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Given symmetric, positive definite $A$ and $B$ that don't necessarily share the same eigenspace, is there a good way to find spectral decomposition of $A\otimes A + B\otimes B$ without forming the Kronecker product directly?

Certainly, if just needed the spectral decomposition of $A$ or $B$, we could play a trick such as $VDV^T=A$, which yields $(V\otimes V)(D\otimes D)(V\otimes V)^T=A\otimes A$. I'd like to know if a similar trick can be played with $A\otimes A + B\otimes B$.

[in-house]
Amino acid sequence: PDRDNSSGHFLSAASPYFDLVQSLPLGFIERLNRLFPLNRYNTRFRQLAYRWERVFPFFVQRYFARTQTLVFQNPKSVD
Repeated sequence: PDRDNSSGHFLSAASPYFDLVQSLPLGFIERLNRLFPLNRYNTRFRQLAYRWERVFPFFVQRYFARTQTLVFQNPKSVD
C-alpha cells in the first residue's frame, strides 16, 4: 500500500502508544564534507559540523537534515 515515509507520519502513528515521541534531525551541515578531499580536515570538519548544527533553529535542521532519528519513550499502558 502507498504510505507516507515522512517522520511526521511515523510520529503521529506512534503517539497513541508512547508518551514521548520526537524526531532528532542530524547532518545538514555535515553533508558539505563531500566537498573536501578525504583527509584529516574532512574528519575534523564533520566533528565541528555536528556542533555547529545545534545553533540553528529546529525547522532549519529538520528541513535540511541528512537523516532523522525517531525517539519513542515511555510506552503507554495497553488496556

The closest that I can come up with is solving the generalized eigenvalue problem, $AV = BVD$, where $V^TAV=D$ and $V^TBV=I$. Then, $$ A\otimes A + B\otimes B = (V^{-T}\otimes V^{-T})(D\otimes D + I\otimes I)(V^{-1}\otimes V^{-1}) $$ The problem here is that $V$ is no longer orthonormal and I'd like that property.

Thanks in advance!

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$U=A\otimes A+B\otimes B$ is the sum of $2$ symmetric $>0$ matrices and, therefore, is symmetric $>0$. If you know the spectra of $A,B$, then one can deduce inequalities concerning $spectrum(U)$: cf. the Horn conjecture

http://math.univ-lyon1.fr/~ressayre/PDFs/bhatia.pdf

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